The Emphatic No

These days Eli is all about saying, “No!” I got ready to go to work this morning and, as usual, told Eli, “I’m off to work! Come give me a hug and a kiss!”

“No!” he shouted, and ran off laughing.

I know, I know. This is normal; he’s being independent; this is a phase that will pass. But I am still seized with unreasoning anger. Why must he assert his independence by saying “no” all the time? Have we not done as parenting books and the Internet demand and given him choices? Sometimes even meaningful choices? “Do you want to stay with mom or go to the store with dad?” “Would you like to read a book or play with your cars?” “Paper or plastic?”

It doesn’t matter. These coping strategies are as snowflakes on the hot stove eye of his burgeoning independence. No, he doesn’t want to eat dinner. No, he doesn’t want to stop hitting the wall with that wooden spoon. Even when it’s something he has previously asked to do, like watching Sesame Street, sometimes he still says no.

I have a new coping strategy. Every time he says no, I now stick my fingers in my ears and shout “LA LA LA I CAN’T HEAR YOU.” I’ll let you know how well this works.

7 thoughts on “The Emphatic No

  1. Actually, that one might work. Another for when he gets older, which worked on me when I got to the “you hate me, don’t you?” stage: my mom would burst out laughing. Not agree or disagree, just laugh uproariously, as if it were the funniest thing she’d heard in forever.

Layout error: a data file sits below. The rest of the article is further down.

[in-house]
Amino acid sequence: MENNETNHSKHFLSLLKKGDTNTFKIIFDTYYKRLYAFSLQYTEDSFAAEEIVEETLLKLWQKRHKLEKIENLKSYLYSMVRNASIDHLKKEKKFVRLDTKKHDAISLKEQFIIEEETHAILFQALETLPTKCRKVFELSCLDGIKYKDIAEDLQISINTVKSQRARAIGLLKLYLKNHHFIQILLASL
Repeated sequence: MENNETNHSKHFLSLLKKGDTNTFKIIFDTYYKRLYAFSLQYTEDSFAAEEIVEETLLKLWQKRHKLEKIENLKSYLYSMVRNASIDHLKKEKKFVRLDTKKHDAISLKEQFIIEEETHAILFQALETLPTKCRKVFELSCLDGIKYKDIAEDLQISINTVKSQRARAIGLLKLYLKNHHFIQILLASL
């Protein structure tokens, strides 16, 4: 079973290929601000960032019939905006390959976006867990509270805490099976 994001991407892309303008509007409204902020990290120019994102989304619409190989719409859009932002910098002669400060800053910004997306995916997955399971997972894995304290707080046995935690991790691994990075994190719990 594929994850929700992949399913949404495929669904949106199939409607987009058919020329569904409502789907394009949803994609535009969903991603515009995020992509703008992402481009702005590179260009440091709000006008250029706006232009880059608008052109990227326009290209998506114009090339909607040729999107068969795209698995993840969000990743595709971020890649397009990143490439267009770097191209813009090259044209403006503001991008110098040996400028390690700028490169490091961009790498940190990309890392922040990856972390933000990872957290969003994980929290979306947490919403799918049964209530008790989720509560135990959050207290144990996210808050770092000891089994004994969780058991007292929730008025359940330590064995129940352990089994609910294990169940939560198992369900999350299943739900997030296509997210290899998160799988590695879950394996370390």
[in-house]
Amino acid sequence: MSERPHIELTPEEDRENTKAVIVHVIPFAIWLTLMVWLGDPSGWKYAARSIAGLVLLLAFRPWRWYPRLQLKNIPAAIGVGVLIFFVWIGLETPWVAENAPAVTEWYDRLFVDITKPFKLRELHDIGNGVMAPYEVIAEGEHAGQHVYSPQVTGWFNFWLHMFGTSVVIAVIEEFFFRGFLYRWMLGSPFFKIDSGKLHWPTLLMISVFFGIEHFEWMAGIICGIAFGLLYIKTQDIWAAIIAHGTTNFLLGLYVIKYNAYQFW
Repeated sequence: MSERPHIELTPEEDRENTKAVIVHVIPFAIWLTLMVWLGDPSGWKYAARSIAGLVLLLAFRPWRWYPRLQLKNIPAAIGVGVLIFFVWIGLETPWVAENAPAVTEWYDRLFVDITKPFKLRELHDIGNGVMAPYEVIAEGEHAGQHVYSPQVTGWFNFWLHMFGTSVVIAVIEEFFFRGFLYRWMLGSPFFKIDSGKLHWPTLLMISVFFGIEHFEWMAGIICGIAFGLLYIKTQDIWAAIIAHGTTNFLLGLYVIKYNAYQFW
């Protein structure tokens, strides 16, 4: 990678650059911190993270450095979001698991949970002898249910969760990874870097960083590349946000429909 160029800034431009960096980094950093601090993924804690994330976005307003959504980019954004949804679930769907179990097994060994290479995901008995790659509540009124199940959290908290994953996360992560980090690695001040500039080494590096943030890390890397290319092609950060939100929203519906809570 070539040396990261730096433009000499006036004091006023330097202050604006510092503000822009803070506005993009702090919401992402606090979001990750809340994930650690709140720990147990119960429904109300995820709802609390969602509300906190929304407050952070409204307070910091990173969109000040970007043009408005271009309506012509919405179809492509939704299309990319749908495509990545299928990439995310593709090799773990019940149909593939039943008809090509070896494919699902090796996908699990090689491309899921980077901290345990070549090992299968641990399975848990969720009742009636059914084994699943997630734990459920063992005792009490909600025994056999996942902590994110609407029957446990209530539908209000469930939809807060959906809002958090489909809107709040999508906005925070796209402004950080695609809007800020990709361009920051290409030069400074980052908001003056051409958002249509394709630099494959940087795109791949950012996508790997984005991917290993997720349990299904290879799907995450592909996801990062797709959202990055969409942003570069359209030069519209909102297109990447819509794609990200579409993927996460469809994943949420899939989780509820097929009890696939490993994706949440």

Now I know how much of that laughter was faked, but back then I gradually learned that it was a way to defuse arguments. Now every once in a while if we disagree on something, I’ll quirk an eyebrow at her, and go, “you hate me, don’t you?” And now the laughter’s real.

  2. unreasoning anger: I am getting to that already. I have more to look forward to?

  3. These days Eli is all about saying, “No!” I got ready to go to work this morning and, as usual, told Eli, “I’m off to work! Come give me a hug and a kiss!”

    “No!” he shouted, and ran off laughing.

    That is one Eli Moment where I’m glad that I was not a fly on the wall. Maaaaaaaaaaan.

  4. Has Eli already been in the ‘Why?’ stage? My kids didn’t stay in the ‘No’ stage for very long… but they’re still in the ‘Why?’ stage even now, to some degree.

  5. We don’t hear “Why?” yet but I’m holding my breath for when it will start. I actually would rather hear “Why?” than the conversation halting “No!”

    In Eli’s defense, he does mostly use it correctly and in reasonable ways and we do give him lots of options so that there are fewer things to actually say no to. But even still, by 3 or 4 in the afternoon, I’ve heard the all the “no’s” I care to.

    Laughter is a good idea. I’ll have to remember that one!

  6. I’ve got a 2 1/2 year old who also screams no when asked for a hug and kiss because daddy is leaving for work. He thinks if he doesn’t give him a kiss he won’t leave. He seems to be moving out of no and into “what’s that”. Almost as annoying.

  7. A German grandmother recently said in conversation about children talking that her grandchild’s first word was not for mother or father, but “nein!” When her daughter reported the new word as her daughter’s first, the grandmother related that her response to her daughter was “Which is as it should be!”

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